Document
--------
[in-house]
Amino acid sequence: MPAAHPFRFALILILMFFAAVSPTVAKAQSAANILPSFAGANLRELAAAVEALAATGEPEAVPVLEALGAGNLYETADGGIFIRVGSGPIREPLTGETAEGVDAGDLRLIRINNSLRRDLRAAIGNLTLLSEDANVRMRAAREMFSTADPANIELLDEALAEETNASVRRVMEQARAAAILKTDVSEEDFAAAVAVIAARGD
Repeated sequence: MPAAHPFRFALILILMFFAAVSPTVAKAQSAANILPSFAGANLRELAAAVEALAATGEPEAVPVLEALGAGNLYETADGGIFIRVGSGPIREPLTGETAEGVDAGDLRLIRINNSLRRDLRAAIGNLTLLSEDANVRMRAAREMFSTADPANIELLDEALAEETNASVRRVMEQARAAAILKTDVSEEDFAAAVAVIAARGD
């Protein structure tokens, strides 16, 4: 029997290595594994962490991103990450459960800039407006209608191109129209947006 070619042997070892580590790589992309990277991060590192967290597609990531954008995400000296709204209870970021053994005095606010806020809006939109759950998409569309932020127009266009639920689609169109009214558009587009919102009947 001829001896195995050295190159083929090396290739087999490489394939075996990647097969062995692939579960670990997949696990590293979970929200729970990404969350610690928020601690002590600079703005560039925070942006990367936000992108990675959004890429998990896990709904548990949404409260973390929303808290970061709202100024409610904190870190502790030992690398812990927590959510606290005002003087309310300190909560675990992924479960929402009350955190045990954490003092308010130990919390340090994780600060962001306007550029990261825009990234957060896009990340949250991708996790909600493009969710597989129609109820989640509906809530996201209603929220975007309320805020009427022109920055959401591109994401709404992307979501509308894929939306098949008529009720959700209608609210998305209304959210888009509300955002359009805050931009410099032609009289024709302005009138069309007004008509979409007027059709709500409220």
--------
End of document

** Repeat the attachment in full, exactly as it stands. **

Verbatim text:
[in-house]
Amino acid sequence: MPAAHPFRFALILILMFFAAVSPTVAKAQSAANILPSFAGANLRELAAAVEALAATGEPEAVPVLEALGAGNLYETADGGIFIRVGSGPIREPLTGETAEGVDAGDLRLIRINNSLRRDLRAAIGNLTLLSEDANVRMRAAREMFSTADPANIELLDEALAEETNASVRRVMEQARAAAILKTDVSEEDFAAAVAVIAARGD
Repeated sequence: MPAAHPFRFALILILMFFAAVSPTVAKAQSAANILPSFAGANLRELAAAVEALAATGEPEAVPVLEALGAGNLYETADGGIFIRVGSGPIREPLTGETAEGVDAGDLRLIRINNSLRRDLRAAIGNLTLLSEDANVRMRAAREMFSTADPANIELLDEALAEETNASVRRVMEQARAAAILKTDVSEEDFAAAVAVIAARGD
């Protein structure tokens, strides 16, 4: 029997290595594994962490991103990450459960800039407006209608191109129209947006 070619042997070892580590790589992309990277991060590192967290597609990531954008995400000296709204209870970021053994005095606010806020809006939109759950998409569309932020127009266009639920689609169109009214558009587009919102009947 001829001896195995050295190159083929090396290739087999490489394939075996990647097969062995692939579960670990997949696990590293979970929200729970990404969350610690928020601690002590600079703005560039925070942006990367936000992108990675959004890429998990896990709904548990949404409260973390929303808290970061709202100024409610904190870190502790030992690398812990927590959510606290005002003087309310300190909560675990992924479960929402009350955190045990954490003092308010130990919390340090994780600060962001306007550029990261825009990234957060896009990340949250991708996790909600493009969710597989129609109820989640509906809530996201209603929220975007309320805020009427022109920055959401591109994401709404992307979501509308894929939306098949008529009720959700209608609210998305209304959210888009509300955002359009805050931009410099032609009289024709302005009138069309007004008509979409007027059709709500409220």